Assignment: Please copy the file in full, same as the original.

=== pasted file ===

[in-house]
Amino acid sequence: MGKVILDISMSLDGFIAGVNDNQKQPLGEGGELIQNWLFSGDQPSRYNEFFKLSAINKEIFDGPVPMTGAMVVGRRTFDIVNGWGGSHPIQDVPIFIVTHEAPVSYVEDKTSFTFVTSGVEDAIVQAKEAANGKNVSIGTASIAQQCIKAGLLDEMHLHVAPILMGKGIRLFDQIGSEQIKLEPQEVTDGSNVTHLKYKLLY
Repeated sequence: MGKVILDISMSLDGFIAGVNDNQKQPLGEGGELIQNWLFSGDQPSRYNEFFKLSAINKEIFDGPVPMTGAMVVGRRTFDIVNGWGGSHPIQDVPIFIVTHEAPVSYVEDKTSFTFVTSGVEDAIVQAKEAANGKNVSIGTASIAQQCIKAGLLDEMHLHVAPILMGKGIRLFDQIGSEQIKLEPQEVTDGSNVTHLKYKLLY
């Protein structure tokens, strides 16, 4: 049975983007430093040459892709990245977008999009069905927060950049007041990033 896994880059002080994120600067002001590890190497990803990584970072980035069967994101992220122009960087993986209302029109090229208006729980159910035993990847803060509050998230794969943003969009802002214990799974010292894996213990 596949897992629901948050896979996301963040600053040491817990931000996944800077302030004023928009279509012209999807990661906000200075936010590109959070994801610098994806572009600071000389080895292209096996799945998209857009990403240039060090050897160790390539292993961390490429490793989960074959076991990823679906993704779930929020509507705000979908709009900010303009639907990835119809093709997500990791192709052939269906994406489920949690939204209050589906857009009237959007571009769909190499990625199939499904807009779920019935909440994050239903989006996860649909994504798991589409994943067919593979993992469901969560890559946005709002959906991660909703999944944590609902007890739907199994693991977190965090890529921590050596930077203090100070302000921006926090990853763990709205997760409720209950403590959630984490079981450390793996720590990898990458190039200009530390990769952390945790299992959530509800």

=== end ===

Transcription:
[in-house]
Amino acid sequence: MGKVILDISMSLDGFIAGVNDNQKQPLGEGGELIQNWLFSGDQPSRYNEFFKLSAINKEIFDGPVPMTGAMVVGRRTFDIVNGWGGSHPIQDVPIFIVTHEAPVSYVEDKTSFTFVTSGVEDAIVQAKEAANGKNVSIGTASIAQQCIKAGLLDEMHLHVAPILMGKGIRLFDQIGSEQIKLEPQEVTDGSNVTHLKYKLLY
Repeated sequence: MGKVILDISMSLDGFIAGVNDNQKQPLGEGGELIQNWLFSGDQPSRYNEFFKLSAINKEIFDGPVPMTGAMVVGRRTFDIVNGWGGSHPIQDVPIFIVTHEAPVSYVEDKTSFTFVTSGVEDAIVQAKEAANGKNVSIGTASIAQQCIKAGLLDEMHLHVAPILMGKGIRLFDQIGSEQIKLEPQEVTDGSNVTHLKYKLLY
């Protein structure tokens, strides 16, 4: 049975983007430093040459892709990245977008999009069905927060950049007041990033 896994880059002080994120600067002001590890190497990803990584970072980035069967994101992220122009960087993986209302029109090229208006729980159910035993990847803060509050998230794969943003969009802002214990799974010292894996213990 596949897992629901948050896979996301963040600053040491817990931000996944800077302030004023928009279509012209999807990661906000200075936010590109959070994801610098994806572009600071000389080895292209096996799945998209857009990403240039060090050897160790390539292993961390490429490793989960074959076991990823679906993704779930929020509507705000979908709009900010303009639907990835119809093709997500990791192709052939269906994406489920949690939204209050589906857009009237959007571009769909190499990625199939499904807009779920019935909440994050239903989006996860649909994504798991589409994943067919593979993992469901969560890559946005709002959906991660909703999944944590609902007890739907199994693991977190965090890529921590050596930077203090100070302000921006926090990853763990709205997760409720209950403590959630984490079981450390793996720590990898990458190039200009530390990769952390945790299992959530509800």